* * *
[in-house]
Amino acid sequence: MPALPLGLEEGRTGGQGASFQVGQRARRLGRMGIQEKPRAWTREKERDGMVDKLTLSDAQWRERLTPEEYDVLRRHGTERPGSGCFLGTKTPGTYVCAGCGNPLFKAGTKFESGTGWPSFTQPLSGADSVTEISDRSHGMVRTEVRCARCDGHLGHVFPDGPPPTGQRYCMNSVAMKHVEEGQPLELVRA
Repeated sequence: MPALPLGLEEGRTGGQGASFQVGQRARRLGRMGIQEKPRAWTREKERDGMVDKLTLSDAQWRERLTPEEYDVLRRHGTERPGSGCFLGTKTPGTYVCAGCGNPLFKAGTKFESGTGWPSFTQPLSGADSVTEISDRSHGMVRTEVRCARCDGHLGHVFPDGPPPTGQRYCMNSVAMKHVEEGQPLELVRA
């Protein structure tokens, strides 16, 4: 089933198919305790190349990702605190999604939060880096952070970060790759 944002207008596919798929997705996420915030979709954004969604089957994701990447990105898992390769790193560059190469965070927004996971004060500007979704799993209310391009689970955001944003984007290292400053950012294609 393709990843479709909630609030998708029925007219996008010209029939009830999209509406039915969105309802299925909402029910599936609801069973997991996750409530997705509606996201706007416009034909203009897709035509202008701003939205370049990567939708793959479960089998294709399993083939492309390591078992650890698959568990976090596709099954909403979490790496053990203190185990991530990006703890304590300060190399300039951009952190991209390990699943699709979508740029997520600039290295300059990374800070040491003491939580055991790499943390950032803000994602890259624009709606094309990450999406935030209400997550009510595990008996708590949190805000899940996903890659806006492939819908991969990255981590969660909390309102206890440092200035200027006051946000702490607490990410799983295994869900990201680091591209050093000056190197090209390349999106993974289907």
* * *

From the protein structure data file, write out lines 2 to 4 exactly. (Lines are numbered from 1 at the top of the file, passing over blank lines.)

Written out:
Amino acid sequence: MPALPLGLEEGRTGGQGASFQVGQRARRLGRMGIQEKPRAWTREKERDGMVDKLTLSDAQWRERLTPEEYDVLRRHGTERPGSGCFLGTKTPGTYVCAGCGNPLFKAGTKFESGTGWPSFTQPLSGADSVTEISDRSHGMVRTEVRCARCDGHLGHVFPDGPPPTGQRYCMNSVAMKHVEEGQPLELVRA
Repeated sequence: MPALPLGLEEGRTGGQGASFQVGQRARRLGRMGIQEKPRAWTREKERDGMVDKLTLSDAQWRERLTPEEYDVLRRHGTERPGSGCFLGTKTPGTYVCAGCGNPLFKAGTKFESGTGWPSFTQPLSGADSVTEISDRSHGMVRTEVRCARCDGHLGHVFPDGPPPTGQRYCMNSVAMKHVEEGQPLELVRA
């Protein structure tokens, strides 16, 4: 089933198919305790190349990702605190999604939060880096952070970060790759 944002207008596919798929997705996420915030979709954004969604089957994701990447990105898992390769790193560059190469965070927004996971004060500007979704799993209310391009689970955001944003984007290292400053950012294609 393709990843479709909630609030998708029925007219996008010209029939009830999209509406039915969105309802299925909402029910599936609801069973997991996750409530997705509606996201706007416009034909203009897709035509202008701003939205370049990567939708793959479960089998294709399993083939492309390591078992650890698959568990976090596709099954909403979490790496053990203190185990991530990006703890304590300060190399300039951009952190991209390990699943699709979508740029997520600039290295300059990374800070040491003491939580055991790499943390950032803000994602890259624009709606094309990450999406935030209400997550009510595990008996708590949190805000899940996903890659806006492939819908991969990255981590969660909390309102206890440092200035200027006051946000702490607490990410799983295994869900990201680091591209050093000056190197090209390349999106993974289907």